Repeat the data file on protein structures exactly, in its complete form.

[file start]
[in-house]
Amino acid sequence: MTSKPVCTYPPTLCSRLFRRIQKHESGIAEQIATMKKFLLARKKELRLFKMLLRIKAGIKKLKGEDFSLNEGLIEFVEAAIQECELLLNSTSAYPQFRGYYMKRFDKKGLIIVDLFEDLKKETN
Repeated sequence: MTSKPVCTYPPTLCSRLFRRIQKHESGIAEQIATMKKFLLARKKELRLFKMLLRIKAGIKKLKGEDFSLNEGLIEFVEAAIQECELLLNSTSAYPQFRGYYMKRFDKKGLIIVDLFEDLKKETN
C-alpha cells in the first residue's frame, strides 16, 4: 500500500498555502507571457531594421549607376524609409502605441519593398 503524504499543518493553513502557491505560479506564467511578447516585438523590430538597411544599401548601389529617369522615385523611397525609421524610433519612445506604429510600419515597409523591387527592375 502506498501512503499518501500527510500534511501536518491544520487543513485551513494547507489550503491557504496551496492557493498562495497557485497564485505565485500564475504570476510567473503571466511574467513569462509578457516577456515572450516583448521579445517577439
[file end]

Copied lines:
[in-house]
Amino acid sequence: MTSKPVCTYPPTLCSRLFRRIQKHESGIAEQIATMKKFLLARKKELRLFKMLLRIKAGIKKLKGEDFSLNEGLIEFVEAAIQECELLLNSTSAYPQFRGYYMKRFDKKGLIIVDLFEDLKKETN
Repeated sequence: MTSKPVCTYPPTLCSRLFRRIQKHESGIAEQIATMKKFLLARKKELRLFKMLLRIKAGIKKLKGEDFSLNEGLIEFVEAAIQECELLLNSTSAYPQFRGYYMKRFDKKGLIIVDLFEDLKKETN
C-alpha cells in the first residue's frame, strides 16, 4: 500500500498555502507571457531594421549607376524609409502605441519593398 503524504499543518493553513502557491505560479506564467511578447516585438523590430538597411544599401548601389529617369522615385523611397525609421524610433519612445506604429510600419515597409523591387527592375 502506498501512503499518501500527510500534511501536518491544520487543513485551513494547507489550503491557504496551496492557493498562495497557485497564485505565485500564475504570476510567473503571466511574467513569462509578457516577456515572450516583448521579445517577439